A Bit of Literary History on my Bookshelves

So this is kind of cool. I have been entering my books into Sente, a really fine bibliography software package if you’re on a Mac, and I came across these two books of poetry that I took from my grandmother’s library, Cups of Illusion and The Upward Pass, both by Henry Bellamann, best known for the novel King’s Row, which he published in 1940 and which was made into a movie in 1942. Anyway, what drew my attention was the fact that Bellamann inscribed the books of poetry to my grandmother, calling her his “dear little friend” in Cups of Illusion and “good friend” in The Upward Pass. My grandmother once hinted to me that there was a story from the time she was a girl about her and a writer–though she never actually told me the story; she tended to be very secretive about her past–and now, of course, I am wondering what that story might be. In 1928, the year Bellamann inscribed The Upward Pass, he also published Crescendo, about a man in love with two women. I somehow doubt that was the story my grandmother never told me, that she was one of the women in the novel, but it is fun to think about.

Not much else to say about this. Just that I think it’s kind of cool. Here is a poem from Cups of Illusion that I opened to at random:

August Gardens

Falling petals and dusty leaves
And drooping flower heads
Beneath unpitying skies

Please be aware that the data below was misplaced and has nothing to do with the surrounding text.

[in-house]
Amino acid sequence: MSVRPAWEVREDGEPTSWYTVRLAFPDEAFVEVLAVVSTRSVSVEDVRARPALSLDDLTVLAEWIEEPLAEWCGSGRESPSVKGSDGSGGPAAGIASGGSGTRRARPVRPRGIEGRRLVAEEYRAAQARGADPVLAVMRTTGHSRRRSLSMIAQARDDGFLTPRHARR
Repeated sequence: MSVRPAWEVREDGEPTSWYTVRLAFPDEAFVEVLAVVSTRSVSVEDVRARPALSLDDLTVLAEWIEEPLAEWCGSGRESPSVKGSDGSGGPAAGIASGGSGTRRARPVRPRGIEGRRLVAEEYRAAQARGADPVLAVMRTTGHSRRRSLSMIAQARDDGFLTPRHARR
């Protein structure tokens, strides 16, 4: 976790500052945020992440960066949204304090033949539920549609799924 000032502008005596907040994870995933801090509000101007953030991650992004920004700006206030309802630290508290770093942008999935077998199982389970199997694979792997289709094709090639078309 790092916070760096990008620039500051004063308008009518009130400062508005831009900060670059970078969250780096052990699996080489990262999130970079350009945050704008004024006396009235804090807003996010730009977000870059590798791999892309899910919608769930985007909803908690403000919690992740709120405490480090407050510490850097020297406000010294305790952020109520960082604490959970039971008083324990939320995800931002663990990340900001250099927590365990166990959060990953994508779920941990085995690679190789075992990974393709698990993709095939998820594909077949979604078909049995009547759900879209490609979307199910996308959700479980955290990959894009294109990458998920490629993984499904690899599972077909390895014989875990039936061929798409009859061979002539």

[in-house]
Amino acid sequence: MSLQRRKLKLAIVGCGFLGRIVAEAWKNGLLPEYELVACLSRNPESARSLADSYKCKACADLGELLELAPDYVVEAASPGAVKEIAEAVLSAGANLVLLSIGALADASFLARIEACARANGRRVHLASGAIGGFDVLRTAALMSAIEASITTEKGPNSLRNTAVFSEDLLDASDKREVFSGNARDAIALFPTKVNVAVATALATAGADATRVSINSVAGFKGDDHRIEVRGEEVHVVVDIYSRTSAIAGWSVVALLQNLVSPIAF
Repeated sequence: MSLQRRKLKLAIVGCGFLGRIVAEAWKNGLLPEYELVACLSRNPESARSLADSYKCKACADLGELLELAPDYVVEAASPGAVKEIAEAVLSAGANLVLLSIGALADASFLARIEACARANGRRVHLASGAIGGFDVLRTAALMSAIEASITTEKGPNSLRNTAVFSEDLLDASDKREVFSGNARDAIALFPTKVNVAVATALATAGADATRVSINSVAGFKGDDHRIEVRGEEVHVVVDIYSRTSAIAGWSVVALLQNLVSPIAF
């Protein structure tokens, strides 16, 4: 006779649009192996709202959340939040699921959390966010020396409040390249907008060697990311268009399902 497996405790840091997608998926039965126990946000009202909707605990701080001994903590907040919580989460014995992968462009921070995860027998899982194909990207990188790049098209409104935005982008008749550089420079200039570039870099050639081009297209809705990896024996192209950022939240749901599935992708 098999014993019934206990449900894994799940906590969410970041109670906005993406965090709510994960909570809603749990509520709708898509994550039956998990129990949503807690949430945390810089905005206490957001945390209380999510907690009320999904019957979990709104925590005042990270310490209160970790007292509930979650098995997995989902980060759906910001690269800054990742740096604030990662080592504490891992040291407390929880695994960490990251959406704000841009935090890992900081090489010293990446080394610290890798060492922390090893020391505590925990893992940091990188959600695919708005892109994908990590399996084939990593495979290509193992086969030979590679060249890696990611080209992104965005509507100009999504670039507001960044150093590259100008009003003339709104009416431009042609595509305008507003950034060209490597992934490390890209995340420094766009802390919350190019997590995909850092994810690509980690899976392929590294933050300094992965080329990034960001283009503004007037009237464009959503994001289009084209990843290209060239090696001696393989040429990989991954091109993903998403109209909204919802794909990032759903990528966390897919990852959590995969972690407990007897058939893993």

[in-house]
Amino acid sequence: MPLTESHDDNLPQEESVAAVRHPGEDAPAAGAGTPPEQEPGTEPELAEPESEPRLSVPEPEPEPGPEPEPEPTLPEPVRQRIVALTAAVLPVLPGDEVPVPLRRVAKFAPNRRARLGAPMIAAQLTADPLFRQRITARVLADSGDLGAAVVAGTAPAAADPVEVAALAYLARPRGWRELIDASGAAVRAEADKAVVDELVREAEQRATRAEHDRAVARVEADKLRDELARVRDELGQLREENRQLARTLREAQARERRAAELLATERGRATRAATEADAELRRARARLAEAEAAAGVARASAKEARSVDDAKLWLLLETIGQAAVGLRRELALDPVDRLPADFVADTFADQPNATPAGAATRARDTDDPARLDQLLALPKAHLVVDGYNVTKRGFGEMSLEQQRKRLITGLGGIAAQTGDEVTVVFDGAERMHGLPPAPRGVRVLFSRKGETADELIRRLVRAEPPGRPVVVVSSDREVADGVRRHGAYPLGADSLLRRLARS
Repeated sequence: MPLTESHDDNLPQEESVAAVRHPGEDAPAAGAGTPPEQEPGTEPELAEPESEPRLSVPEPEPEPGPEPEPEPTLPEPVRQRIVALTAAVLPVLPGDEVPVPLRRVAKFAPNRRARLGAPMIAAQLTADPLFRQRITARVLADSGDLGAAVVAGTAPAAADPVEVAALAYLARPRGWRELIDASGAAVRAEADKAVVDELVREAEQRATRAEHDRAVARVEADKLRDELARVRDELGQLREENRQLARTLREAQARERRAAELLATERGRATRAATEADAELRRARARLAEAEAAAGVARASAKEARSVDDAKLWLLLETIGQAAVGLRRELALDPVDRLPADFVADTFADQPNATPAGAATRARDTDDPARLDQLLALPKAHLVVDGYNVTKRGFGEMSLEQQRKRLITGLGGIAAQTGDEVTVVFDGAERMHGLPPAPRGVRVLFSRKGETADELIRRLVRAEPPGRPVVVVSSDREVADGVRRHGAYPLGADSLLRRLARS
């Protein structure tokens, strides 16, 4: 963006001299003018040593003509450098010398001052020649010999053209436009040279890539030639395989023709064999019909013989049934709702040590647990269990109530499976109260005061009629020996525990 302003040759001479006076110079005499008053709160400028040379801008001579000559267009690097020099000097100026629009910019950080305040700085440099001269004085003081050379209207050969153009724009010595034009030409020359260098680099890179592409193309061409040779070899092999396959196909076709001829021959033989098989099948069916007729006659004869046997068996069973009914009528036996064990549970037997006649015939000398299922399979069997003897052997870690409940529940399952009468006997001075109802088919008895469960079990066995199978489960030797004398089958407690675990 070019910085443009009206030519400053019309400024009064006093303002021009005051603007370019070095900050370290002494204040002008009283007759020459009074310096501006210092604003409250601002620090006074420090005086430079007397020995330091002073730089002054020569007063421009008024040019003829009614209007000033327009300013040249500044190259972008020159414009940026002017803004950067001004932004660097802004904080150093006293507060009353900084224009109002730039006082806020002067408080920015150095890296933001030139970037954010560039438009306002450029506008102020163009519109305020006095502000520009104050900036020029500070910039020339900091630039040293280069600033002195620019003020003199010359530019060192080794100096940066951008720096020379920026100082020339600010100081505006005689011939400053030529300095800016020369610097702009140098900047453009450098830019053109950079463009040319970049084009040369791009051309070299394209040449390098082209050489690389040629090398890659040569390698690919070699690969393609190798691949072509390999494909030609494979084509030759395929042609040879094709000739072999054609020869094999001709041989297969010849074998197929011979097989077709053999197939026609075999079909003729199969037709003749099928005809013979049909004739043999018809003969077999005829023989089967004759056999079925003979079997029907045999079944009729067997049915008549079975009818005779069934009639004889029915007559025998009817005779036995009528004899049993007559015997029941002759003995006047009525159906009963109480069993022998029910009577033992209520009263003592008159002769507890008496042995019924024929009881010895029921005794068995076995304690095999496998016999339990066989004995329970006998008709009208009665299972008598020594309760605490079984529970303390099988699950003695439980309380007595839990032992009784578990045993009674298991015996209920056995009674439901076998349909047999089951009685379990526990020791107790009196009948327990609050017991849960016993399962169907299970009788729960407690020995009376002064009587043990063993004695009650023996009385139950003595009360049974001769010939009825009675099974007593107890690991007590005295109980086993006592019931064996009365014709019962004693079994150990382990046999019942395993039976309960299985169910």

Unpromising of cloud or change–
Yet some faint life still moves
In your pale veins;
Some dumb, unknowing courage
Meets each day’s mocking sun.

How you keep faith with wind and rain!

I watch you in your silence,
Touch your curled tendrils,
While my eyes
Search Heaven for promise
Or for change.

Can you know in your dim nerves
The touch of one who waits like you
And still keeps faith with God
As you keep faith with wind and rain?

And here is one from The Upward Pass:

The Gulf Stream

They say a tropic river threads the seas
Bearing the strangest things to northern lands:
Vermilion fish, like flowers, with silver bands,
And bronze seaweed from scarlet coral keys.
Green birds that mock the moon from tall palm trees
Where ghost-gray monkeys hang by cunning hands,
Follow the thinning blue to northern sands,
And there among the black pines scream and freeze.

The while this ardent current chills and fades,
Splendors of ice drift slowly south, each one
A frozen torch of borealic fire,
Each one a spectral ship with rainbow sails,
Sinking and fading as it nears the sun
In this relentless river of desire.

Cross-posted on It’s All Connected.

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